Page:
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Growing Public Resentment of Wealth Creates Disturbing Trend

Kimberly Lucarelli April 23, 2013
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If you are professionally successful, financially comfortable, own a nice home in an “upscale” zip code, there’s a growing threat you could become the target of a high-stakes lawsuit … simply because of your status.

That’s the conclusion of a recent national survey sponsored by ACE Private Risk Services among people with a net worth of at least $5 million.

As millions of people remain unemployed or stagger under heavy debt, and as the general public has been programmed in recent years to question the manner in which “wealth” has been acquired, a new emotional intensity for raising taxes on “the rich” has become increasingly inflammatory.

The result? A time-tested method of wealth transfer is now front-and-center. Specifically, the possibility of lawsuits against high-net-worth individuals. Yet despite this danger, the ACE survey found that “people of means frequently fail to realize that many aspects of their lifestyle can lead to a costly liability lawsuit.” Which aspects?

– Employing household staff, such as a nanny, housekeeper, gardener, or driver;

– Serving as a director or officer on the board of a charitable organization;

– Hosting large parties or “fund-raisers” on their property;

– Having a swimming pool or trampoline on the premises.

The survey also noted that people “underestimate the risks posed by dog bites, libel, slander, or character defamation resulting from participation in social media platforms or e-mail. If you’re a well-known person, and you say something unflattering about someone else, you not only risk a defamation lawsuit, you risk your career.”

Cause for concern

Although the survey revealed “concern” among wealthy people about the threat of liability lawsuits, most respondents underestimate the degree of risk and the potential financial consequences.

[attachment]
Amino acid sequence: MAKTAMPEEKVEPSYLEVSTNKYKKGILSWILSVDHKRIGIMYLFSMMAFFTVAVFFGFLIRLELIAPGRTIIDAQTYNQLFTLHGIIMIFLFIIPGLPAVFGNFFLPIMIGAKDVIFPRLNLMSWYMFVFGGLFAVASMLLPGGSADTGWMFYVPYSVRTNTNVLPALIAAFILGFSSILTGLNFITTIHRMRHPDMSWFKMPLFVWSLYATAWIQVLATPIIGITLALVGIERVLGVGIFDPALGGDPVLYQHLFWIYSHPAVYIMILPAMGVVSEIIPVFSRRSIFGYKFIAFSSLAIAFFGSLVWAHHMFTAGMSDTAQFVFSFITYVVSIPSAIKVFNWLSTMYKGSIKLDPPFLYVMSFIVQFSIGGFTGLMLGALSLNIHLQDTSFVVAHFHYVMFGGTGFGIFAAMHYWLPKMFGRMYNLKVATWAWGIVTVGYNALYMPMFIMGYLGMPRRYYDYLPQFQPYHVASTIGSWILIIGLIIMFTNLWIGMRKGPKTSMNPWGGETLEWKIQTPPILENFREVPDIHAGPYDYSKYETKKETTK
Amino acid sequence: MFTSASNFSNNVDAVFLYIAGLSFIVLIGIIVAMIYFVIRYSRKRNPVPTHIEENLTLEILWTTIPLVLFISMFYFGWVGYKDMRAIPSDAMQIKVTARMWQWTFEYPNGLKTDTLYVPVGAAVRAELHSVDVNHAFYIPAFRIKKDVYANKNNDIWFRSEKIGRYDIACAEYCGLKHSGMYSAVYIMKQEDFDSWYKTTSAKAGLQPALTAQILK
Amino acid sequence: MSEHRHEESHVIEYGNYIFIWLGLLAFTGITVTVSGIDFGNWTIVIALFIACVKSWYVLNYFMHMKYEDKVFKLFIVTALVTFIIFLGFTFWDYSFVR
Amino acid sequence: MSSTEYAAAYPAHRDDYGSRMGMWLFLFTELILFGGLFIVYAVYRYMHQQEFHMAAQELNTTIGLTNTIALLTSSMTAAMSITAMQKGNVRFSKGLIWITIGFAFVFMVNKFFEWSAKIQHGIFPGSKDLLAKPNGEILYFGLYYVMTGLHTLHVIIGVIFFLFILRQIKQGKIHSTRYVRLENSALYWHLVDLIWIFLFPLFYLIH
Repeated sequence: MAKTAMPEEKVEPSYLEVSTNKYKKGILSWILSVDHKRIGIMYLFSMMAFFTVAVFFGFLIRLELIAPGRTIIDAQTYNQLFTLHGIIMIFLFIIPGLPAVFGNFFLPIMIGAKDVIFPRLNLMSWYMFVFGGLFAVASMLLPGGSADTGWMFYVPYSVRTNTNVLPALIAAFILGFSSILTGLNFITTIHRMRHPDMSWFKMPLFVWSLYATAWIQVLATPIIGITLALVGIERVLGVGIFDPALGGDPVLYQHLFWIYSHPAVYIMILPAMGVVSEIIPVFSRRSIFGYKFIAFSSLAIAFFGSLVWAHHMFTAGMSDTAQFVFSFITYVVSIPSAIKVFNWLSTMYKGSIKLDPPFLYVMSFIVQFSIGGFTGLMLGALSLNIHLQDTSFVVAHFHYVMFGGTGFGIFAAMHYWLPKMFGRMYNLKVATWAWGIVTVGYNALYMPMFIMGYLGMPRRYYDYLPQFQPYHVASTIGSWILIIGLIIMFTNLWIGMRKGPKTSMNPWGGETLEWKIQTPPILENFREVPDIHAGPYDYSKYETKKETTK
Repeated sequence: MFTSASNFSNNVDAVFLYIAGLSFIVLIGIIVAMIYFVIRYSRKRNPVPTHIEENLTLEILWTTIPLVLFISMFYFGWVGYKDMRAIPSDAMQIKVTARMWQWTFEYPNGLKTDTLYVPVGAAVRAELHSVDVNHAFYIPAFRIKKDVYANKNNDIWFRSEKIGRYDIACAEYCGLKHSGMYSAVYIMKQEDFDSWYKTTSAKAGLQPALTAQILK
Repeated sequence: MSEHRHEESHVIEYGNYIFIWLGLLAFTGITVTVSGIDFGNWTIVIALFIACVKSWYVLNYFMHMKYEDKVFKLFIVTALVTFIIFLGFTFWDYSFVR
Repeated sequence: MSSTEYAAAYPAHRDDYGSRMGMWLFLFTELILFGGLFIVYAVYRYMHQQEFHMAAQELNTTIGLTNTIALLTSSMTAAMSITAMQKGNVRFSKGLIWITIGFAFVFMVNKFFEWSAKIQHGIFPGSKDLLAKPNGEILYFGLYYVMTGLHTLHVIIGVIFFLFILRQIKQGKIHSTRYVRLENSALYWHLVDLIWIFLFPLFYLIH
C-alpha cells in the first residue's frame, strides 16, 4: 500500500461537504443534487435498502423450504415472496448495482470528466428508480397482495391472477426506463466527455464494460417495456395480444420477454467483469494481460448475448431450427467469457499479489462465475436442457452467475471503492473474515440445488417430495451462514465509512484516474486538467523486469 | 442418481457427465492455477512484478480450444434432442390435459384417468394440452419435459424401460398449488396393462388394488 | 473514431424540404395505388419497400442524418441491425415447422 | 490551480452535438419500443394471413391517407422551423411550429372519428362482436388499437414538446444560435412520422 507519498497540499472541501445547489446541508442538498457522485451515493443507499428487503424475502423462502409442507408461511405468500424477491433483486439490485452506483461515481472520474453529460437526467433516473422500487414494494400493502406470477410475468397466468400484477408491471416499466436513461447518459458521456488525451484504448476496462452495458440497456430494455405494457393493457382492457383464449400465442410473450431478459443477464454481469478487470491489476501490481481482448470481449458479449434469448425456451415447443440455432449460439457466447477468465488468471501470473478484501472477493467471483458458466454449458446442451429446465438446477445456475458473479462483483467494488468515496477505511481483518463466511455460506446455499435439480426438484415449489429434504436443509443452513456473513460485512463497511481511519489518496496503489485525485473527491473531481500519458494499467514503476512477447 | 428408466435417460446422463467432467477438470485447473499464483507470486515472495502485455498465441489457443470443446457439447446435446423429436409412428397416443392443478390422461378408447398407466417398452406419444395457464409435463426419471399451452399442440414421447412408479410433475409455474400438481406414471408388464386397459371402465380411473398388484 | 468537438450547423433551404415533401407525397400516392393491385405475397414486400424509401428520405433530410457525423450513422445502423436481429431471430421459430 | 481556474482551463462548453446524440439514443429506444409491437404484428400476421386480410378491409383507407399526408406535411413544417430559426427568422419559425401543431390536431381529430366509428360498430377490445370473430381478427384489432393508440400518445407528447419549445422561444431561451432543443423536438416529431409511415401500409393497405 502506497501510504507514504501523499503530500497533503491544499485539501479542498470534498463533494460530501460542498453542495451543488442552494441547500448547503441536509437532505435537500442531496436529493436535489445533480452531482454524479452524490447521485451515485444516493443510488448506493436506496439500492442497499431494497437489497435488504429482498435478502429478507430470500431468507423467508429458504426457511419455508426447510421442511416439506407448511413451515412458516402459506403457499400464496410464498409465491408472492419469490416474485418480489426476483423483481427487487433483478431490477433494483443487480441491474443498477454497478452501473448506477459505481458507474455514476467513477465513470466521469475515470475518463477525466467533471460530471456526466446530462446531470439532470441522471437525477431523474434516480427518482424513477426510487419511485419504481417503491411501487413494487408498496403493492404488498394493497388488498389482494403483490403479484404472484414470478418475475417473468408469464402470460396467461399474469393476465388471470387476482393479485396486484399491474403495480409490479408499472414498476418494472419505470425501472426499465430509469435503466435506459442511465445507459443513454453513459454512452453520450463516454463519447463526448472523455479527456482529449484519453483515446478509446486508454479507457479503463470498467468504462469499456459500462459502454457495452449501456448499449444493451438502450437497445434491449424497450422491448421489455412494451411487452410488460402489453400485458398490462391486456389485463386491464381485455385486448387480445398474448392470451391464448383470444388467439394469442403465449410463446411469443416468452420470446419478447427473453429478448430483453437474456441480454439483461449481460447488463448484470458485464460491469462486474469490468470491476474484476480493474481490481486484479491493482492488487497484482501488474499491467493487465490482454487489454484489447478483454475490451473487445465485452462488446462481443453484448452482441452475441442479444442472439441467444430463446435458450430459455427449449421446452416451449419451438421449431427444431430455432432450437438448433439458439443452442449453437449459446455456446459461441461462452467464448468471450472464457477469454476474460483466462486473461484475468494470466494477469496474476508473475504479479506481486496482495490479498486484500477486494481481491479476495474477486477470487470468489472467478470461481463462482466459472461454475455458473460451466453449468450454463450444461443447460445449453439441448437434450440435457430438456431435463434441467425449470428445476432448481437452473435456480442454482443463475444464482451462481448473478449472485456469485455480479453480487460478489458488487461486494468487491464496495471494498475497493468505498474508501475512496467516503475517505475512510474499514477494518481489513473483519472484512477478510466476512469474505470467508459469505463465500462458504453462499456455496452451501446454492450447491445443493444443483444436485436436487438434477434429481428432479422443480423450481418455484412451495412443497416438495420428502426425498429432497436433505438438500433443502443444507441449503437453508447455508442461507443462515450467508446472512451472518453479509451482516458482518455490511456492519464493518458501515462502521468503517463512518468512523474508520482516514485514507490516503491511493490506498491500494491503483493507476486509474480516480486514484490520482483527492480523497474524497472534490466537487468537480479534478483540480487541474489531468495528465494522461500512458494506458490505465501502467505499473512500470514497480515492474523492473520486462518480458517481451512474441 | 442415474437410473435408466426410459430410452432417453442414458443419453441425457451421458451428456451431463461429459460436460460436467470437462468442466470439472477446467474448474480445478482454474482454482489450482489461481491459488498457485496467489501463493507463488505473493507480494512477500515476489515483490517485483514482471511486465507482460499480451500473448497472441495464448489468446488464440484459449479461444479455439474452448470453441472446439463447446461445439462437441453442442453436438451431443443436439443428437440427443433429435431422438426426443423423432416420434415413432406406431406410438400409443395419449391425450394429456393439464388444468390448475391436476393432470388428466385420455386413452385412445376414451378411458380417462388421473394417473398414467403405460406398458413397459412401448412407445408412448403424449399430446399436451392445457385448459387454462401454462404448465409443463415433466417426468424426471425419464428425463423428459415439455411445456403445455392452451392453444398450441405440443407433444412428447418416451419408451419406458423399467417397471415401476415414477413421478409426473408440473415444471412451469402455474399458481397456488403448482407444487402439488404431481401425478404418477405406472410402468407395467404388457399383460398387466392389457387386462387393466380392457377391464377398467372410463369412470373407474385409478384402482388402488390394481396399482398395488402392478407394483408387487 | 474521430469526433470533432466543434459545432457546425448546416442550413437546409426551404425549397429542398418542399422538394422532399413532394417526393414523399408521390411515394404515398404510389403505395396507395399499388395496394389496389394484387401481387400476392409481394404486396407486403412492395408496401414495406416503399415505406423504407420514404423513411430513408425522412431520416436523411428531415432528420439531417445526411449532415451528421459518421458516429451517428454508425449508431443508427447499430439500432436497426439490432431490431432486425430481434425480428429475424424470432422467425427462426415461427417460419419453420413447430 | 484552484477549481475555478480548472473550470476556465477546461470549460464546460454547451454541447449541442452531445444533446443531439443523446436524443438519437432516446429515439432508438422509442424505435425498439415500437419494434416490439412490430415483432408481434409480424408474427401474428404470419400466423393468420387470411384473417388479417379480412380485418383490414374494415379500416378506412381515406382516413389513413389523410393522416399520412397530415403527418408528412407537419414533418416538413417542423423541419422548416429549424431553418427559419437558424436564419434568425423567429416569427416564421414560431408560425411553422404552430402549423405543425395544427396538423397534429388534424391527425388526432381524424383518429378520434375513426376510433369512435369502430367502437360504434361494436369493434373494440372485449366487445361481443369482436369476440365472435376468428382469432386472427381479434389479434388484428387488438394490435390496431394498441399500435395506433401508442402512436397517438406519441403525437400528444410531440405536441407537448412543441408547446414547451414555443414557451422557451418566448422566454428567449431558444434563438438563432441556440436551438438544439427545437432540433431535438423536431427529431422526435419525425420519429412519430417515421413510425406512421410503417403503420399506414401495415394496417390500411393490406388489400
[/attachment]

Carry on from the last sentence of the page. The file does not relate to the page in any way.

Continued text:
Yet if they are sued, and their coverage falls short of the award to the plaintiff, the court can order the liquidation of assets, starting with savings and investments followed by vacation homes, rental property, even the primary home.

Court data shows that “substantial sum” awards are common. For example, as shared in the report:

– $49 million was awarded in California to the family of a 21-year-old college student whose injuries in an auto accident will require 24-hour care for the rest of his life;

– $11.3 million was awarded in Florida to a woman who accused the defendant of posting defamatory statements on an internet bulletin board;

– $2.3 million was awarded in Pennsylvania to the family of an 11-year-old boy who was kicked in the face by a privately owned horse.

Minimal coverage level?

Many legal experts suggest that high-net-worth families carry a minimum of $5 million in coverage. A typical annual premium for a $5 million umbrella policy is only $608 annually, and less than $1,000 for $10 million in coverage.

To avoid catastrophic losses, high-net-worth individuals should seek a customized analysis, along with recommendations for liability coverage, from carriers that specialize in meeting these unique needs.

Contact me today to continue the conversation.